W3C home > Mailing lists > Public > xml-uri@w3.org > May 2000

Are *relative* URIs as namespace nemes considered harmful?

From: Tim Berners-Lee <timbl@w3.org>
Date: Mon, 15 May 2000 16:50:03 -0400
Message-ID: <01b401bfbeaf$252773c0$a60a1712@col.w3.org>
To: "Michael Champion" <Mike.Champion@softwareag-usa.com>, <xml-uri@w3.org>

-----Original Message-----
From: Michael Champion <Mike.Champion@softwareag-usa.com>
>The gist of Tim's message seems to be that *absolute* URIs are at the very
>foundation of the Web and give it and the W3C specs much of their power.  I
>doubt if anyone seriously disagrees.

Good. I hope not! So I have split off this seperate question about relative
URIs.

>But *relative* URIs are only a
>convenience mechanism, and as often happens, their convenience hides their
>dangers.
>
>Allowing relative URI's in namespaces that must somehow get resolved back
to
>an absolute URI that may or may not point to a resource adds a fair amount
>of complexity to the specification and implementation of various
XML-related
>specs.

Well, the complexity if not that great. You have to call a function which
takes two strings as arguments and returns a string.   You do NOT have to go
on line or know anything about any URI schemes past or future.

The difficult bit is that you have to store the base URI with any document,
and you have to give an error when you absolutely need to absolutize a
relative URI and you have no base address. Note that the URI spec says there
should always be some a base address - in unix for example the file in the
current directory if there are just a bunch of files.

>(I *know* that the DOM WG has wrestled with the complexities of
>namespace prefixes, names, URIs, and presenting a useable interface to the
>user for much of the last year).  Furthermore, it entangles the IETF URI
>specs with various W3C constructs (XML, namespaces, xml:base, etc.) in ways
>that are difficult for even experts to fully comprehend.

The fact that URI is in IETF and XML is in W3C (which is the current state
while
history is much more complicated) doesn't affect the fact that the
combination
of markup and URIs (and internet protocols) is what makes the web work.
This "entangling" is crucial.  And perhaps it is hard for the experts, but
ordinatry web page writers have managed to get the hang of it for many
years.
Relative URIs are not IMHO complex.  Unix users use the same concept for
filenames all the time.  The fact is that some times, relative URIs are
going to be *more* stable.

A classic example is a document which defines its own namespace and uses it
as it goes along. I understood the WebCGM schema does that, refering to the
namespace it defines as "#".  Without relative URIs, this would be
impossible to do without always writing the URI of the document in it every
time you published a variation!

>  Finally, the end
>result is to give end users even more rope with which to hang themselves,
>ultimately decreasing the integrity of the Web in actual practice.


I am always suspicious of the argument that you are giving users enough rope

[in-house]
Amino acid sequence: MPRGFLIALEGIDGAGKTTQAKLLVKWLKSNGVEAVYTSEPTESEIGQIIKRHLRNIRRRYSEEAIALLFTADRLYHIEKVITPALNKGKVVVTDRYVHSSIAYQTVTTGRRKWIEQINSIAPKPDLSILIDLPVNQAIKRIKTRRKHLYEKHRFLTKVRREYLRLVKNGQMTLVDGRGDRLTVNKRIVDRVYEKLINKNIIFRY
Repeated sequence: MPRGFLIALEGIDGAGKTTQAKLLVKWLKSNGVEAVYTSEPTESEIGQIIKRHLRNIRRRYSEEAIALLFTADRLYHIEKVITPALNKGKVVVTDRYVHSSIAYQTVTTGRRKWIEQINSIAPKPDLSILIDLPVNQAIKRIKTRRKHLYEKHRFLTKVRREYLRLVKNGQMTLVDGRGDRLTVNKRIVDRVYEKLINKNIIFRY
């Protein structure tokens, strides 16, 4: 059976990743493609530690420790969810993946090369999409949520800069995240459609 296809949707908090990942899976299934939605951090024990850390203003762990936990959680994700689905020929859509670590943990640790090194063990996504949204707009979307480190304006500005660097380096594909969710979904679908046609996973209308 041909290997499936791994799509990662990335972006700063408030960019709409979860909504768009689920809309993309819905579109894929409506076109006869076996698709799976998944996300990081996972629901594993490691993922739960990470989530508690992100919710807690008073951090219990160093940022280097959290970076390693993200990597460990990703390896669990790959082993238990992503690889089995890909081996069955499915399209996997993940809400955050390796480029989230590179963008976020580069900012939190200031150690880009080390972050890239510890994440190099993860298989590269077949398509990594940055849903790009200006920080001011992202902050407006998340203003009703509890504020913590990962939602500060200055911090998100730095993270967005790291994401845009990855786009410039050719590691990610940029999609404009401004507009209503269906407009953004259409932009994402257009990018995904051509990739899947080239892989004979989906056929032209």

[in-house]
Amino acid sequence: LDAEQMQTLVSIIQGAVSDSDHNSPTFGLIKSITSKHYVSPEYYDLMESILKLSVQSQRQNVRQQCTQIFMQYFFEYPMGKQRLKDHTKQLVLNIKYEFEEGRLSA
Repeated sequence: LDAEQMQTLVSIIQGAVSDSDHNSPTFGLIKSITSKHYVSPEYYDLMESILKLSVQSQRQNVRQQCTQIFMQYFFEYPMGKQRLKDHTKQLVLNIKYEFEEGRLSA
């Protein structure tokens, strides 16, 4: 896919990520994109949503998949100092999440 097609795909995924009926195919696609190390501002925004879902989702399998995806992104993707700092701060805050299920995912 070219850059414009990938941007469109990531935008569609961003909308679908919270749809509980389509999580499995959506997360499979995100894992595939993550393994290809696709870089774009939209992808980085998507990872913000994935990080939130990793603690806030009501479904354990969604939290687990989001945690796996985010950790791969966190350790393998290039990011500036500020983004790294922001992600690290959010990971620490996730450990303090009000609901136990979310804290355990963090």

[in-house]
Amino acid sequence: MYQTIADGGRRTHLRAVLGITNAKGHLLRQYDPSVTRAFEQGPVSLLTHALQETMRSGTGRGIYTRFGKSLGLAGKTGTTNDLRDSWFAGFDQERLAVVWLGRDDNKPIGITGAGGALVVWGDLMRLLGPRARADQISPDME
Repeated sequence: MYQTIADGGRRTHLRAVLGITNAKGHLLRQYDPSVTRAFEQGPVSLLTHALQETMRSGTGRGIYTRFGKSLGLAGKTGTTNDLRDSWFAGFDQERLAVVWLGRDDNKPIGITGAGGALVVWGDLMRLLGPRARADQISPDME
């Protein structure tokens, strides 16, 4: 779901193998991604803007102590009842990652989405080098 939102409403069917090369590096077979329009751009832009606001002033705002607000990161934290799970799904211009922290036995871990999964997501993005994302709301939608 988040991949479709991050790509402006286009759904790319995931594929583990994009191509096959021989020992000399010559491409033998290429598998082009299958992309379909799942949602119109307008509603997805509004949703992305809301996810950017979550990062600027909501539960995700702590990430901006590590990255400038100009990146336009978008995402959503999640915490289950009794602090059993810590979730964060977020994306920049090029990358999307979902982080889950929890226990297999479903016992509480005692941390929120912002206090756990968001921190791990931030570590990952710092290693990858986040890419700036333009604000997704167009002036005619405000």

to hang themselves.  When the designer knows better than the user then alarm
bells go off.
Users are rashly using relative URIs all the time for links and embedded
images for example.
I don't expect that they would use them anything like so much with namespace
identifiers!  But it seems very arbitrary to just forbid them in this case.

(Unless the problem of keeping the base address with a document is really
insuperable,
but then all these oethr examples fail.)


>So the alternatives appear to be: to forbid relative URIs in namespaces,
>which seems arbitrary and inconsistent with various implementations out
>there already (most notably Microsoft's);

Agreed.

> or to rework the namespace spec to
>say that a "namespace name" is not a URI, just some string believed to be
>unique.



... or to just do it right.

I admit i could live with a solution in which relative URIs were banned, but
I would much prefer one which pointed out that you only use them when that
is what you mean, and that some
older XML software might occasionally get confused in doing validity
checking of your document.


>> It is really important for electronic
>> commerce and, indeed, the whole future of the web, that XML documents
>be
>> defined in terms of namespaces which are considered to identify the
>meaning
>> of the language they are written in.
>
>This is the very essence of the issue.  There is a widespread opinion that
>as a practical matter, in a world of less than perfectly understood specs
>and less than perfectly coded implementations, it is far easier to identify
>what a namespace REALLY means by making it completely specified by the
>namespace name without reference to the URI resolution mechanism.


I thought we were talking about relative URIs.  You can absoluteize a URI
without making any use of any dereferencing mechanism.   Maybe this is what
is not commonly understood. To dereference a relative URI is very *simple*.
One call. minimal CPU. No other resources. Just a function.

>Again, I claim no particular expertise here, just a desire to get the
>discussion going and this issue put to rest, one way or the other.


Thank you for your points.

Tim
Received on Monday, 15 May 2000 16:48:55 UTC

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